The Ghost Train of Shorewood

Flyer of the Ghost Train
Train image by Marty Peck, poster by Chemistry in Place

One of the many wonderful things about being back in Milwaukee this past month has been catching the Ghost Train! This exciting permanent art installation crosses Capitol Drive in Shorewood, a couple blocks west of my old high school; it debuted on Halloween night 2016. Today it’s all about really cool lighting and sound effects (along with a new bridge), but there’s some great history behind it.

First, to back up the train, what and where is Shorewood? It’s a one-square-mile village where I grew up; it’s the southernmost of the “North Shore” suburbs that stretch north along Lake Michigan from Milwaukee. It’s also incredibly walkable; my parents (and Grandma Jane!) still live here, and most of what they need in life is found within half a mile of home.

There are very few communities like Shorewood. My dad walked less than a mile to his job at UW-Milwaukee, and my mother could walk to work in 60 seconds. I’ll write separate posts about Shorewood and the community in general.

Plensa's "Spillover II" overlooking Lake Michigan
Shorewood has an equally impressive eastern bookend; see “The Plensa” section on this page.

But now it’s time to get back on the (ghost) train! So…Real trains used to cross over Capitol Drive at the main west entrance to Shorewood; in fact, they made the crossing many times daily. The former tracks have been converted to the long, beautiful Oak Leaf Trail.

This corridor was also part of a famous Midwestern high-speed rail network, “The 400,” that traveled 400 miles in 400 minutes between Chicago and the Twin Cities.

South end of the new bridge for the Oak Leaf Trail and Ghost Train

So, why the “Ghost Train?” The train no longer runs today, but in its place, there’s a fun show of light and sound occurring twice each evening: a “north-bound train” at 8PM and a sound-bound traveling show at 8:30PM (and 90 minutes later each way in the summer). The video is too large to share on this page, so I’ll link to the video I shared on Facebook.

Snapshot from a video taken of the Ghost Train at night

The lights simulate the movement and even the approximate speed of the train. There’s even a “train crossing signal” on both ends of the bridge. A small crowd gathers at nearby Culver’s every night to watch, no matter how cold it is (including this January night). I forgot to record their cheering after the show. 🙂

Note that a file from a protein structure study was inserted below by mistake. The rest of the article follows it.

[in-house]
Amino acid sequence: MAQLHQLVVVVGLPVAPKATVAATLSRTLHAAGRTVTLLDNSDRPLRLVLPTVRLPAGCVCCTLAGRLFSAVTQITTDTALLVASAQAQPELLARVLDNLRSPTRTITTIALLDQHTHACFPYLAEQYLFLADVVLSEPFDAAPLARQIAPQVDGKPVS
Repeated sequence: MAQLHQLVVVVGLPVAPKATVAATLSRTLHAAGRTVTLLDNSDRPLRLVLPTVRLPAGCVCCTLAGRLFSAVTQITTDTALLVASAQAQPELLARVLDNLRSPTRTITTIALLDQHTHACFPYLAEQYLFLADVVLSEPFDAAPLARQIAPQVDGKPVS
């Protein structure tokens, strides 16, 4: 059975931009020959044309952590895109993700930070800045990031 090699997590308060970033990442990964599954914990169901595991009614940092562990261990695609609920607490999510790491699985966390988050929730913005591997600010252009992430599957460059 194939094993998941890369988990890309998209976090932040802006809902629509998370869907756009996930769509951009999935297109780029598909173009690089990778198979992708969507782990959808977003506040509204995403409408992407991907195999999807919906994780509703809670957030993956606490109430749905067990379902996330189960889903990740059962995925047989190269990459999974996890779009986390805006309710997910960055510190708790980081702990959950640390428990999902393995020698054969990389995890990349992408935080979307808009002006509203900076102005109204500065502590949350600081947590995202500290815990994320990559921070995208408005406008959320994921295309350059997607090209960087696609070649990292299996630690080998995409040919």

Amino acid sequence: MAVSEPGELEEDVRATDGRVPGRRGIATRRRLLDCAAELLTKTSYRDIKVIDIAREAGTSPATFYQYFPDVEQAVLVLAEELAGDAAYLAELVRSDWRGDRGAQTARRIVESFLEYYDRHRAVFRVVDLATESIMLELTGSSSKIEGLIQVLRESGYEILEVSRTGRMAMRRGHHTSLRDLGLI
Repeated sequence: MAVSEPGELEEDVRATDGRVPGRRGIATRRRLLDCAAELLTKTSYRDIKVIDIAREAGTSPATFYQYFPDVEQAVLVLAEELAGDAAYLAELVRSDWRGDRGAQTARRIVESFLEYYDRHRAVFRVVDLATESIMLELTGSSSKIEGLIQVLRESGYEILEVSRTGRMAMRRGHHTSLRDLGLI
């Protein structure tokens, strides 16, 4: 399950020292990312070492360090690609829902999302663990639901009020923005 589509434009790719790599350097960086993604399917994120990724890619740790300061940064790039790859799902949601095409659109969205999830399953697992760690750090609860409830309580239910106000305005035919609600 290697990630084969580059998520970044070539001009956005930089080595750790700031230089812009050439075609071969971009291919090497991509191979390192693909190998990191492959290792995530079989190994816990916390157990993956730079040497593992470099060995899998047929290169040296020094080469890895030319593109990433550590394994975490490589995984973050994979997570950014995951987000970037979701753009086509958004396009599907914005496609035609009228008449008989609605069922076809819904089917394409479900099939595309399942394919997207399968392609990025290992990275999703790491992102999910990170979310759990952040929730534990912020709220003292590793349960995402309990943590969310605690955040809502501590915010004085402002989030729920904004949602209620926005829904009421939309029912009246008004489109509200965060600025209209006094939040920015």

You can even hear the twice nightly Ghost Train from my parents’ house 12 blocks away! They love listening to it from the back porch on a nice summer evening.

Looking south from the bridge to the 108-mile-long Oak Leaf Trail

There are also constantly changing light shows throughout the day. Thousands of LED bulbs installed throughout the bridge play all kinds of fascinating patterns all day and night.

The project cost around $400,000–fitting for the old “400” train line.

By the way, Capitol Drive (Shorewood’s primary east-west street) got its name because if the street continued due west for exactly 75 miles, it would end up right at the steps of the Wisconsin state Capitol—another fun fact.

The Plensa

Before there was a Ghost Train on Capitol Drive’s west end, there was the “Plensa” marking its easternmost point. Created by internationally renowned artist Jaume Plensa, “Spillover II” looks out over Lake Michigan at the main east entrance to Shorewood. Including its 2-foot-thick concrete base, the statue stands (er, sits) nearly 11 feet tall.

Spillover II was the first artwork acquired following the creation of Shorewood’s public art initiative. It was placed at a prominent site on a beautiful bluff overlooking the lake, and Atwater Park visitors are constantly interacting with the sculpture. You can not only look through it, but you can sense its shape changing as you walk around it. Kids of all ages love it, although its prominent siting caused the usual controversy (it partially blocks the view of Lake Michigan from Capitol Drive).

My mother and nieces enjoying the view over Lake Michigan while cozying up to Plensa’s “Spillover II”

The Plensa and the Ghost Train have proven to be such popular east and west portals to Shorewood that there is now a serious effort to create equally artistic north and south entrances to Shorewood along Oakland Avenue, the dominant commercial north-south street in this endlessly charming village. Look for a post on these!

5 thoughts on “The Ghost Train of Shorewood”

  1. I learned a lot. I never knew that’s how Capital Drive got its name! And I can just hear that a comin’…rollin’ round the bend…

    Thanks for the beautiful word pictures, Tim.

    1. Thanks so much, John–glad you enjoyed it! Yeah, I just love that about Capitol Drive. Technically the road would go *just* north of the Capitol (old surveyors were off by 0.01 degrees latitude), and if it continued west (over Lake Mendota), it would hit the exact tip of Picnic Point, a beautiful spot known to many UW students. And now there are exactly two people on Earth who know that Picnic Point is at the exact same latitude as Capitol Drive. 🙂

      1. Thanks. Jane and I had dinner at, where else, Nessen Dorma, last night and we were saying how much we missed having Tim around – and how great it was to have you in our clutches for a month!

        Go Falcons!

    1. Thanks so much, Pat! It was really great meeting you while back in Shorewood/Milwaukee last month. Your firm is literally all about placemaking, which is incredibly cool. 🙂 And I can’t wait to see what the north and south portals into Shorewood along Oakland Avenue end up being! Our amazing square-mile village will have exciting placemaking installations at all four key corners.

      I’ll be sure to follow all the other exciting projects you’re working on in other cities, as well!

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